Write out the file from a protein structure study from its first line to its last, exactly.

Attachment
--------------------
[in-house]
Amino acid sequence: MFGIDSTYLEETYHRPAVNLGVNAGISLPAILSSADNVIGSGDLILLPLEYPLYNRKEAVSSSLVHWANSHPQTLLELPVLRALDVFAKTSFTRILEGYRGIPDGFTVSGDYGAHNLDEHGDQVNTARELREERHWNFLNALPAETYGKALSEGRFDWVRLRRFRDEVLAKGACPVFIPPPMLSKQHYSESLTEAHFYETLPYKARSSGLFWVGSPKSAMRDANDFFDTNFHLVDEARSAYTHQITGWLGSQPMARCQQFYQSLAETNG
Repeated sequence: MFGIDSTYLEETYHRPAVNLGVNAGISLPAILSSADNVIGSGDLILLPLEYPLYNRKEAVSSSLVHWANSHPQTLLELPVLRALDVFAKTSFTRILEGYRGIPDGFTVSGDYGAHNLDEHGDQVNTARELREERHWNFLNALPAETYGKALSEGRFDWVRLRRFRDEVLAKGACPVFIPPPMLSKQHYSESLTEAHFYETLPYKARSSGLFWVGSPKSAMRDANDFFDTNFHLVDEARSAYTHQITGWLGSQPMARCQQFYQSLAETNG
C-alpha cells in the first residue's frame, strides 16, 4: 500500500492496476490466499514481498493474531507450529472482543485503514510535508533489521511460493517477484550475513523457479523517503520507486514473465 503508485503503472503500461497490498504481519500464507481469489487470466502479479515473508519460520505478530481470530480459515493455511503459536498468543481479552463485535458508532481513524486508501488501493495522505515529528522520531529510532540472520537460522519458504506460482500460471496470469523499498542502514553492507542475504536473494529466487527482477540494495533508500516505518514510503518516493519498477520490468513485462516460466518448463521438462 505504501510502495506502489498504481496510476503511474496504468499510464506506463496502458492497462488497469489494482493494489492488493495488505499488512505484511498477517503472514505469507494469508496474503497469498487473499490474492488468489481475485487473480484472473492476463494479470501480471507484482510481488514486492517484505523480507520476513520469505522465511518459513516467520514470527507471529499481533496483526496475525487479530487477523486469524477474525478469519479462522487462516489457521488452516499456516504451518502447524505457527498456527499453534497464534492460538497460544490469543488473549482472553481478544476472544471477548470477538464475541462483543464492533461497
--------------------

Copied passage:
[in-house]
Amino acid sequence: MFGIDSTYLEETYHRPAVNLGVNAGISLPAILSSADNVIGSGDLILLPLEYPLYNRKEAVSSSLVHWANSHPQTLLELPVLRALDVFAKTSFTRILEGYRGIPDGFTVSGDYGAHNLDEHGDQVNTARELREERHWNFLNALPAETYGKALSEGRFDWVRLRRFRDEVLAKGACPVFIPPPMLSKQHYSESLTEAHFYETLPYKARSSGLFWVGSPKSAMRDANDFFDTNFHLVDEARSAYTHQITGWLGSQPMARCQQFYQSLAETNG
Repeated sequence: MFGIDSTYLEETYHRPAVNLGVNAGISLPAILSSADNVIGSGDLILLPLEYPLYNRKEAVSSSLVHWANSHPQTLLELPVLRALDVFAKTSFTRILEGYRGIPDGFTVSGDYGAHNLDEHGDQVNTARELREERHWNFLNALPAETYGKALSEGRFDWVRLRRFRDEVLAKGACPVFIPPPMLSKQHYSESLTEAHFYETLPYKARSSGLFWVGSPKSAMRDANDFFDTNFHLVDEARSAYTHQITGWLGSQPMARCQQFYQSLAETNG
C-alpha cells in the first residue's frame, strides 16, 4: 500500500492496476490466499514481498493474531507450529472482543485503514510535508533489521511460493517477484550475513523457479523517503520507486514473465 503508485503503472503500461497490498504481519500464507481469489487470466502479479515473508519460520505478530481470530480459515493455511503459536498468543481479552463485535458508532481513524486508501488501493495522505515529528522520531529510532540472520537460522519458504506460482500460471496470469523499498542502514553492507542475504536473494529466487527482477540494495533508500516505518514510503518516493519498477520490468513485462516460466518448463521438462 505504501510502495506502489498504481496510476503511474496504468499510464506506463496502458492497462488497469489494482493494489492488493495488505499488512505484511498477517503472514505469507494469508496474503497469498487473499490474492488468489481475485487473480484472473492476463494479470501480471507484482510481488514486492517484505523480507520476513520469505522465511518459513516467520514470527507471529499481533496483526496475525487479530487477523486469524477474525478469519479462522487462516489457521488452516499456516504451518502447524505457527498456527499453534497464534492460538497460544490469543488473549482472553481478544476472544471477548470477538464475541462483543464492533461497